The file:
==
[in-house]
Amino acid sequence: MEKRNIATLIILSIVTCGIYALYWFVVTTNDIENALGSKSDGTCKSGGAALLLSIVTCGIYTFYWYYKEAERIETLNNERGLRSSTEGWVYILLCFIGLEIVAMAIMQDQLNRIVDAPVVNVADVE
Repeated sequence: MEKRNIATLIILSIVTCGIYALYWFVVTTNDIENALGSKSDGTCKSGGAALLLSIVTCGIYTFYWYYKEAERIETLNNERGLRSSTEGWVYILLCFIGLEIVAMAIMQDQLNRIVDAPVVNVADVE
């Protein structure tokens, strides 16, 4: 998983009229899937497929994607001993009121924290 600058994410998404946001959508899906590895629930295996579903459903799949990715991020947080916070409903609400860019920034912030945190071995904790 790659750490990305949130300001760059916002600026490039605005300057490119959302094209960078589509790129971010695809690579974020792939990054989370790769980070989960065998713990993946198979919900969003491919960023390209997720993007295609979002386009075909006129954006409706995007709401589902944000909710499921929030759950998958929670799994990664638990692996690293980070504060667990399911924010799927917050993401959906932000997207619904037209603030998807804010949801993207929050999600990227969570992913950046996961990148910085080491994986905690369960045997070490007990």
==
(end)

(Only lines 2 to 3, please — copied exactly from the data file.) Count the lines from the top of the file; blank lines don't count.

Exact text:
Amino acid sequence: MEKRNIATLIILSIVTCGIYALYWFVVTTNDIENALGSKSDGTCKSGGAALLLSIVTCGIYTFYWYYKEAERIETLNNERGLRSSTEGWVYILLCFIGLEIVAMAIMQDQLNRIVDAPVVNVADVE
Repeated sequence: MEKRNIATLIILSIVTCGIYALYWFVVTTNDIENALGSKSDGTCKSGGAALLLSIVTCGIYTFYWYYKEAERIETLNNERGLRSSTEGWVYILLCFIGLEIVAMAIMQDQLNRIVDAPVVNVADVE